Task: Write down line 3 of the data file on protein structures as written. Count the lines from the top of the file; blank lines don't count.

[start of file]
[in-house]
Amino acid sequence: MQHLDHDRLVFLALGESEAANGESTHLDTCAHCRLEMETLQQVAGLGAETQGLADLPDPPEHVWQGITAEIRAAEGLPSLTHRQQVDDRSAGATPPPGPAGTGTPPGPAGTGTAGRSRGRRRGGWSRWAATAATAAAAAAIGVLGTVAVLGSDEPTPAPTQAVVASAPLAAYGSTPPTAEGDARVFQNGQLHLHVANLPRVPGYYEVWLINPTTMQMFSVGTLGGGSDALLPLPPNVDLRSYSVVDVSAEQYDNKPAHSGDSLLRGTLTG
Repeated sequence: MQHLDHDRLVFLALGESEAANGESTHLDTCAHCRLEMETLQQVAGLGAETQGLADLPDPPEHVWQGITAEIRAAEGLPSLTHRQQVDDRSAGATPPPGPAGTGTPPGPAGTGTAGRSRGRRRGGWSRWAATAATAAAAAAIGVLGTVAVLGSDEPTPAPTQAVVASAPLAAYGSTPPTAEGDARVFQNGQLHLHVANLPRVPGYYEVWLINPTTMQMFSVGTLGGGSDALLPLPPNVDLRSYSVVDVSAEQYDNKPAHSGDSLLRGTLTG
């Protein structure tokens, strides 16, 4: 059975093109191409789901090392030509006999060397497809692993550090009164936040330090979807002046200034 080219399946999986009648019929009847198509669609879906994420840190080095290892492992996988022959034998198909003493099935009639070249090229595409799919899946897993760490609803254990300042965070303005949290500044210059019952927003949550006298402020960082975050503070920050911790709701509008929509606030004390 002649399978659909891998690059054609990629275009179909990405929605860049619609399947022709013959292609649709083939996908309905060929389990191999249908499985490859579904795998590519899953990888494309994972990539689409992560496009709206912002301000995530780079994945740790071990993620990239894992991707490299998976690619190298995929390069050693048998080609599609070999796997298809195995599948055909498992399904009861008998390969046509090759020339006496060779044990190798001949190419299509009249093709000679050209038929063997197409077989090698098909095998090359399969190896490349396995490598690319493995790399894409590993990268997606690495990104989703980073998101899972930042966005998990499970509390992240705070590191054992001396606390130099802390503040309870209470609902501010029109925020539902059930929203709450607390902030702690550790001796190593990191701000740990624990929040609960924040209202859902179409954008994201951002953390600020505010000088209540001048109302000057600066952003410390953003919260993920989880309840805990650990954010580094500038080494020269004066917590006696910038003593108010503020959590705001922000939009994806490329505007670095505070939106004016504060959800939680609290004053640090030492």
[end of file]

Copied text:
Repeated sequence: MQHLDHDRLVFLALGESEAANGESTHLDTCAHCRLEMETLQQVAGLGAETQGLADLPDPPEHVWQGITAEIRAAEGLPSLTHRQQVDDRSAGATPPPGPAGTGTPPGPAGTGTAGRSRGRRRGGWSRWAATAATAAAAAAIGVLGTVAVLGSDEPTPAPTQAVVASAPLAAYGSTPPTAEGDARVFQNGQLHLHVANLPRVPGYYEVWLINPTTMQMFSVGTLGGGSDALLPLPPNVDLRSYSVVDVSAEQYDNKPAHSGDSLLRGTLTG